North Dakota town rallies against white supremacist takeover

From UPI

Members of one of the nation’s largest white supremacist organizations, the National Socialist Movement, will descend upon the 24-person town of Leith, N.D., this Sunday in support of one man’s efforts to turn it into an all-white hub for neo-Nazis.

Paul Craig Cobb, 61, starting buying up property in the Grant County town two years ago, in the hopes of starting a whites-only takeover of its local government.

“I don’t understand why all the different other people don’t say ‘whitey’ is pretty darn nice and clever,” Cobb, a well-known white supremacist, told CNN. “There are many organizations [in] which whites have to support other cultures… Where is the organization of people from around the world that says let’s keep these white people?… They’re pretty darn good, all in all.”

“It would be extraordinarily beautiful when people enter the town, particularly at night,” he told NPR of this weekend’s gathering. “We will probably have the National Socialist hunting flag with stag horns and a very small swastika in the center — very discreet.”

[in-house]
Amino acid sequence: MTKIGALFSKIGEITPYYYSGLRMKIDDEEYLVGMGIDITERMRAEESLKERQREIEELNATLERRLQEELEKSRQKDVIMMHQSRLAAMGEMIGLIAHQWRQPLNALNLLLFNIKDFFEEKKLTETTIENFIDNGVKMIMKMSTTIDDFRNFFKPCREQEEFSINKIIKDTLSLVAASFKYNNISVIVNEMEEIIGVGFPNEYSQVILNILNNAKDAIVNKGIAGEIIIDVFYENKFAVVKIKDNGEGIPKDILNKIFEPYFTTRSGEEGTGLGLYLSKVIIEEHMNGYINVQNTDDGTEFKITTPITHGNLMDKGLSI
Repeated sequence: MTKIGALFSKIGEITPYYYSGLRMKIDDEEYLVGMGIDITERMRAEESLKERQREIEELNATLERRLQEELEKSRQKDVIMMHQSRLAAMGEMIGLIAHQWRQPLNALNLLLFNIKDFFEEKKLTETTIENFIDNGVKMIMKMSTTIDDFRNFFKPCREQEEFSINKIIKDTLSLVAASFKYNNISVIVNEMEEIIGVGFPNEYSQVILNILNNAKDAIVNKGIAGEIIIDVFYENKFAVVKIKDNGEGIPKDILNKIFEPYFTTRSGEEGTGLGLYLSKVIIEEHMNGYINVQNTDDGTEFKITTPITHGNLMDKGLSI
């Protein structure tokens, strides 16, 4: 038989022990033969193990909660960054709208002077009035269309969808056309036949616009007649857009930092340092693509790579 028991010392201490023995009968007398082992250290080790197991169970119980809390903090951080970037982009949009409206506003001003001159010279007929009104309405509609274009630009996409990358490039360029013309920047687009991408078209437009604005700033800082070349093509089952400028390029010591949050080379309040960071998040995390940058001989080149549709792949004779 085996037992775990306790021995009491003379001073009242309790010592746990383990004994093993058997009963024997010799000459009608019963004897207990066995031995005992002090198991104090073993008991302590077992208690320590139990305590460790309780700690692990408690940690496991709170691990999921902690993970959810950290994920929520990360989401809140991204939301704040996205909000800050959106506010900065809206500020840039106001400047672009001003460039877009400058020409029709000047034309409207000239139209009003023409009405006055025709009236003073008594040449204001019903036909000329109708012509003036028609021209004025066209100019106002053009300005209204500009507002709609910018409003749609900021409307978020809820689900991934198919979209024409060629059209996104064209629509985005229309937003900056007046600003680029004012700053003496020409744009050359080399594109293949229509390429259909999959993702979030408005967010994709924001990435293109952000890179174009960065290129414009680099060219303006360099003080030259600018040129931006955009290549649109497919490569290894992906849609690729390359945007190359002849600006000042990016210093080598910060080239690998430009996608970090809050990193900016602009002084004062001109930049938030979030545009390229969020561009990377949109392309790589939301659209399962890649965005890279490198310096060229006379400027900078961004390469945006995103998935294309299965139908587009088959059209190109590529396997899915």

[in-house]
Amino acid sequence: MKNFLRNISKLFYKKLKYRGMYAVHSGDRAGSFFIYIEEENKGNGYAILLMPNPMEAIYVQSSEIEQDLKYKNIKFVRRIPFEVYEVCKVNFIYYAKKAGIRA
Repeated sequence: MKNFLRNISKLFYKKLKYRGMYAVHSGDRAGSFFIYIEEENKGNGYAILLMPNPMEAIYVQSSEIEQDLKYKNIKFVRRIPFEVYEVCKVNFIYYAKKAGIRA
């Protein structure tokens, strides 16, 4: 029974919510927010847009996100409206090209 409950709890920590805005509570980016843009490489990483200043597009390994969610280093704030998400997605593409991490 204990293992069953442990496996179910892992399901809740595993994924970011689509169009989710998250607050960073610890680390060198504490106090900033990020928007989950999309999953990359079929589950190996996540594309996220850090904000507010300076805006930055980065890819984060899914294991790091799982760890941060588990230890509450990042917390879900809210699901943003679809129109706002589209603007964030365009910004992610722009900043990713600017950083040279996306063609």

With failing businesses and empty buildings lining its streets, Leith has been on the decline for years. But some town residents and members of surrounding communities are pushing back against Cobb’s racist initiatives.

Leith City Council member Lee Cook told the Bismarck Tribune that his tiny town needed outside help.

“We need people from across the state to come alongside of us and show support that they don’t believe in what this guy is doing,” he said. “There are a lot of people who could speak up. It’s not tricky. Silence, to me, means that whatever he’s doing is OK,” he said.

Organizers of the group, UnityND, have formed in the hopes of fighting Cobb’s planned takeover. They’ll gather in Leith to counter-protest the white supremacists’ meeting this weekend.

“We cannot accept this racist hatred they are bringing here. Leith is in a crisis and is crying out for help,” Bismarck’s Jeremy Kelly said. “We need to show the Nazis that they are absolutely not wanted there.”

Town members also said up the website,, in order to give Leith “a more peaceful makeup than what it has been getting in the national news media.”

The website also asks for donations to the City of Leith Legal Defense Fund “to help fight off being overtaken by white supremacists.”

Mayor Ryan Schock called Cobb’s efforts “shocking,” and said that the town’s government would consider dissolving itself to transfer power to the county.

Cobb has already bought 12 plots of land in the hope that white-supremacist families would consider moving there.

Sheriff ready for white supremacists, protesters in Leith, N.D.